I went to a research presentation the other day. It shared the findings of a reasonably detailed qualitative exercise looking at refining a potential target audience for a new product launch.
There was nothing wrong with the research itself. It seemed pretty robust, gave a useful insight into the way in which people might use the product, and actually quite an interesting observation on an unexpected occasion for which the product might be relevant.
The bit that I found interesting/frustrating was the audience description. It was summarised into a psychographic profile of the audience, detailing those key behavioural traits that distinguish them from the population at large. The researcher presented it with due enthusiasm, the client spoke about it as a valuable springboard for creative and media development, and the agencies (creative and media) looked at each other in a slightly bemused fashion. It all kind of made sense, but there was just nothing meaningful in it. They are the kind of descriptions that seem to mean something until you look at them a little more closely (much like the lyrics of Coldplay, the books of Deepak Chopra or interviews with Bono). They are of the ‘enjoys foods from other countries’, ‘ family and career are both important’ and ‘enthusiastic about technology’ variety. Which don’t really represent a springboard at all. They don’t tell you anything of substance, and they certainly don’t distinguish people in such a way that you feel you could write specifically for that audience. They’re so broadly true, so completely generic, as to be meaningless.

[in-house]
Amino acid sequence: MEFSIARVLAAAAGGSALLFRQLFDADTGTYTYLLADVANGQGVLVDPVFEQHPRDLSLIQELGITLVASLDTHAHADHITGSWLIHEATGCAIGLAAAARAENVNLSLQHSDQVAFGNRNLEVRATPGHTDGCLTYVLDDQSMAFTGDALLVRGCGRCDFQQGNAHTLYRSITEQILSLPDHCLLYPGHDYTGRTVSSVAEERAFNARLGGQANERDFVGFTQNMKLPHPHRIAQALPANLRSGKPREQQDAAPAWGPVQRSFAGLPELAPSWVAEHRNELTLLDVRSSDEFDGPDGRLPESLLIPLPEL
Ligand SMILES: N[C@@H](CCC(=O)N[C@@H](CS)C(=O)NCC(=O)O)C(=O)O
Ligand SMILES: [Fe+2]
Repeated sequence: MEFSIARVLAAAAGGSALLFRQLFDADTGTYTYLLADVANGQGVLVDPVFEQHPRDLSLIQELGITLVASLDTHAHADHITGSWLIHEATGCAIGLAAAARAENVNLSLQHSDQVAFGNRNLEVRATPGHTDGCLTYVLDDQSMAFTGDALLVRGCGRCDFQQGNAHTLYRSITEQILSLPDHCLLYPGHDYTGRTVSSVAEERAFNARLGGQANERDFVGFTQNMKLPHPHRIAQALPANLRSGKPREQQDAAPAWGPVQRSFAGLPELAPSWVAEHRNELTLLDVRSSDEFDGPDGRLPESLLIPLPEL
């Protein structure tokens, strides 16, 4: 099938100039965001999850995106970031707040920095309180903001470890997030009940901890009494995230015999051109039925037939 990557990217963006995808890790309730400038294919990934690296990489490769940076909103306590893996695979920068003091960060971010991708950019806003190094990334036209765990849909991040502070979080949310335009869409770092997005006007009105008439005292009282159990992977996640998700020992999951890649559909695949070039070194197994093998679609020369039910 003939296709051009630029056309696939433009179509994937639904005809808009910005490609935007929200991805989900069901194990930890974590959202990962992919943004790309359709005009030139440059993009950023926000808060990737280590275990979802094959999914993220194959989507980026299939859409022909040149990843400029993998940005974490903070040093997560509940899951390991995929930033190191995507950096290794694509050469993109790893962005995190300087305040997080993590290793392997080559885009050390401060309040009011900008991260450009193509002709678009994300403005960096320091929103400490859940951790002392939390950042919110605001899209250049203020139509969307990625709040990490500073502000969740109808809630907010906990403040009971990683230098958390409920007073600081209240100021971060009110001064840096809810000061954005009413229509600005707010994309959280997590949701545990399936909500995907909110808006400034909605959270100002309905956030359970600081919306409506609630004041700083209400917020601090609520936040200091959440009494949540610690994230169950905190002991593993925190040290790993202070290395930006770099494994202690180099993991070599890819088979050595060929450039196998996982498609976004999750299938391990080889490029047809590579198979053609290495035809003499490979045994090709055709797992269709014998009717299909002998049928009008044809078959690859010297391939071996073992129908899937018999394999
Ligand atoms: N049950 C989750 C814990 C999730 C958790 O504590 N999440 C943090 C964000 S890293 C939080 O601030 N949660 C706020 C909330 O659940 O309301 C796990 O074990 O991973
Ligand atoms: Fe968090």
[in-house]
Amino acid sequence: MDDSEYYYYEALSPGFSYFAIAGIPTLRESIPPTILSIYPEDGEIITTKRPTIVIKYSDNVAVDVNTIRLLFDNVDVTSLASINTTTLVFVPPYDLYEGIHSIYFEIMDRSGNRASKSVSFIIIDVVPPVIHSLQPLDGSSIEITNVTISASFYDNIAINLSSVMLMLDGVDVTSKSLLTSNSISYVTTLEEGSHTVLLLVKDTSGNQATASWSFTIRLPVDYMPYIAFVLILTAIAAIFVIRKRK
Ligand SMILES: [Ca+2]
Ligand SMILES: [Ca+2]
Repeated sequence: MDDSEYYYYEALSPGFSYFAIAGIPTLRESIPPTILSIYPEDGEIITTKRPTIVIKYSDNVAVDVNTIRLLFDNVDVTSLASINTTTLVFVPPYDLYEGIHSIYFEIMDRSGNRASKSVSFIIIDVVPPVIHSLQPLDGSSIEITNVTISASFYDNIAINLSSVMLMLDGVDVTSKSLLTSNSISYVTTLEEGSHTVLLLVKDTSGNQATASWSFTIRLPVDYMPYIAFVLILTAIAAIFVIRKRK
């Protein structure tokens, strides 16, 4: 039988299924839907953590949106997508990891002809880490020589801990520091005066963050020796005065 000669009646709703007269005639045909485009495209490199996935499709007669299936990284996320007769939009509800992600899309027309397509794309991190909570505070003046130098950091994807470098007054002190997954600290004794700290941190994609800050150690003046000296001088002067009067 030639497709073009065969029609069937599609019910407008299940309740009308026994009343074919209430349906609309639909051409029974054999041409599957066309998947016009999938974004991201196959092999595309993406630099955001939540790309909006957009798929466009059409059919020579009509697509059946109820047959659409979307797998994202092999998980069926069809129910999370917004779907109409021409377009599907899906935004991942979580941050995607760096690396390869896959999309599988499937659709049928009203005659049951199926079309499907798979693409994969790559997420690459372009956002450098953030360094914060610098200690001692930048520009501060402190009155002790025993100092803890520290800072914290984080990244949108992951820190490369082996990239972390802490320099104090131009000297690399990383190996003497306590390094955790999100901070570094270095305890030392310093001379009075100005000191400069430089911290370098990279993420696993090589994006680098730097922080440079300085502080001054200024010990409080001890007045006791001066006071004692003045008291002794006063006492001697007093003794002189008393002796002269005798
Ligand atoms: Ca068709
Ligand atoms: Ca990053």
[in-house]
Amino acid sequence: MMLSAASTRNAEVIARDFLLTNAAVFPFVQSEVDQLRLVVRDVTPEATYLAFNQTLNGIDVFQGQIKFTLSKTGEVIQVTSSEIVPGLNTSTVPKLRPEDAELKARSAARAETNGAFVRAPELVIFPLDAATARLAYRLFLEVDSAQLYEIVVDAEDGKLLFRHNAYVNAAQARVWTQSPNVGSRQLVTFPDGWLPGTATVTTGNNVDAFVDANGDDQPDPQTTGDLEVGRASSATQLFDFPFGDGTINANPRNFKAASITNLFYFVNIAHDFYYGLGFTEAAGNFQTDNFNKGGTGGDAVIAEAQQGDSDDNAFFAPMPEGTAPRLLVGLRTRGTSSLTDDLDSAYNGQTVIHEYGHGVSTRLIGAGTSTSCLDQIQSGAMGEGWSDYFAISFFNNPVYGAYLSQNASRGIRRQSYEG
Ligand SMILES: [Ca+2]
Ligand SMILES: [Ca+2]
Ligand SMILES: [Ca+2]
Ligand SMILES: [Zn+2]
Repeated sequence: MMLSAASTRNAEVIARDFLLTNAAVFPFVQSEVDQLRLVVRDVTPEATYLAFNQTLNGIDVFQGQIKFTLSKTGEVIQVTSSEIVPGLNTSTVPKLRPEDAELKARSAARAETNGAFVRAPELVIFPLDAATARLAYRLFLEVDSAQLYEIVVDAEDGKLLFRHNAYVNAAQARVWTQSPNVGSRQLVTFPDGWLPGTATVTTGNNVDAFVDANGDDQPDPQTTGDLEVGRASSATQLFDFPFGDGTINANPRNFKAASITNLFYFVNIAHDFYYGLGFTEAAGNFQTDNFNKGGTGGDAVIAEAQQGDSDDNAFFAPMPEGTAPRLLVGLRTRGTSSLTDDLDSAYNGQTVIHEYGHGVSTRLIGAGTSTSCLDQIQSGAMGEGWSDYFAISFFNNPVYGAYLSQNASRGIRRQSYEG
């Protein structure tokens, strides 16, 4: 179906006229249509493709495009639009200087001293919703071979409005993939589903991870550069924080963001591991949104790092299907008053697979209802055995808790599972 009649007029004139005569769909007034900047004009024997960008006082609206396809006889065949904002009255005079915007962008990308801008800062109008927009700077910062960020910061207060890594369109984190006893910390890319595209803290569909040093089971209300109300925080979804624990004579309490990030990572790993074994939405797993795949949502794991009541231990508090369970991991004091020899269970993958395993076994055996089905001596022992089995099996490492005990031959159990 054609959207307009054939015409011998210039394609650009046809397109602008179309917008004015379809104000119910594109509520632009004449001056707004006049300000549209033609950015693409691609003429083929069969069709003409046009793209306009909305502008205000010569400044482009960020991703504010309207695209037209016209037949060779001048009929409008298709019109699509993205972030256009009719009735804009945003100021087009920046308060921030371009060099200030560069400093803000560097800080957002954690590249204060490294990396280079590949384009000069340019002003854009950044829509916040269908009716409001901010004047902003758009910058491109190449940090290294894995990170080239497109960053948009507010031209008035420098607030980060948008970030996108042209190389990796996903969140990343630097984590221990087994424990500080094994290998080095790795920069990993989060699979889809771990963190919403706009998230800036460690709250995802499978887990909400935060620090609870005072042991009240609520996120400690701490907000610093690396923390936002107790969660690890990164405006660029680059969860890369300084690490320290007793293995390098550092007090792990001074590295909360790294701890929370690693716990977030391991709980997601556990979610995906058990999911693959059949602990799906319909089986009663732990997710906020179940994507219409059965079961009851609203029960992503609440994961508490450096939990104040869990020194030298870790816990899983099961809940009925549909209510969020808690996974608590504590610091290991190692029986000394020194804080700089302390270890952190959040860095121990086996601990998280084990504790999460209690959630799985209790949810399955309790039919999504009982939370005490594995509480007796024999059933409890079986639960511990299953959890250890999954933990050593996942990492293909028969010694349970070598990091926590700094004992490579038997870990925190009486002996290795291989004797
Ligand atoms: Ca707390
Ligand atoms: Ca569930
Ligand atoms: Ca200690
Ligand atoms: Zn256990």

So I want to start a running list of useful psychographic descriptors, the things that actually describe a meaningful trait that brings a person to life.
I start with ‘men who wear Oakley sunglasses with a suit’. And, “people who use the word ‘nifty’’